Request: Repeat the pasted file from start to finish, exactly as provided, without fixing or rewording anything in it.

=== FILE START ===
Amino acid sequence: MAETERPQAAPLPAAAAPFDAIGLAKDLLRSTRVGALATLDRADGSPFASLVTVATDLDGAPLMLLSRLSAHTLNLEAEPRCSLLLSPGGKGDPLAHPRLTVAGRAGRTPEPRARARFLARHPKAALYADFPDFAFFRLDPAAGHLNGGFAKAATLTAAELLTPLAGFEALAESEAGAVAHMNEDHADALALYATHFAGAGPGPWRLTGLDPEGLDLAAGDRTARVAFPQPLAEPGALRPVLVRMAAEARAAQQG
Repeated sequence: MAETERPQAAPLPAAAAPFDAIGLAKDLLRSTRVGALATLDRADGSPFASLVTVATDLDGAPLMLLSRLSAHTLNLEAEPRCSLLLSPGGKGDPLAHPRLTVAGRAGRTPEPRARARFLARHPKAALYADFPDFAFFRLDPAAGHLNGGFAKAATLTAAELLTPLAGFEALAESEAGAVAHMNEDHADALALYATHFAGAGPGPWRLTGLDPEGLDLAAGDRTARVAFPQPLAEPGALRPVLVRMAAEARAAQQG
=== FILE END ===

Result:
Amino acid sequence: MAETERPQAAPLPAAAAPFDAIGLAKDLLRSTRVGALATLDRADGSPFASLVTVATDLDGAPLMLLSRLSAHTLNLEAEPRCSLLLSPGGKGDPLAHPRLTVAGRAGRTPEPRARARFLARHPKAALYADFPDFAFFRLDPAAGHLNGGFAKAATLTAAELLTPLAGFEALAESEAGAVAHMNEDHADALALYATHFAGAGPGPWRLTGLDPEGLDLAAGDRTARVAFPQPLAEPGALRPVLVRMAAEARAAQQG
Repeated sequence: MAETERPQAAPLPAAAAPFDAIGLAKDLLRSTRVGALATLDRADGSPFASLVTVATDLDGAPLMLLSRLSAHTLNLEAEPRCSLLLSPGGKGDPLAHPRLTVAGRAGRTPEPRARARFLARHPKAALYADFPDFAFFRLDPAAGHLNGGFAKAATLTAAELLTPLAGFEALAESEAGAVAHMNEDHADALALYATHFAGAGPGPWRLTGLDPEGLDLAAGDRTARVAFPQPLAEPGALRPVLVRMAAEARAAQQG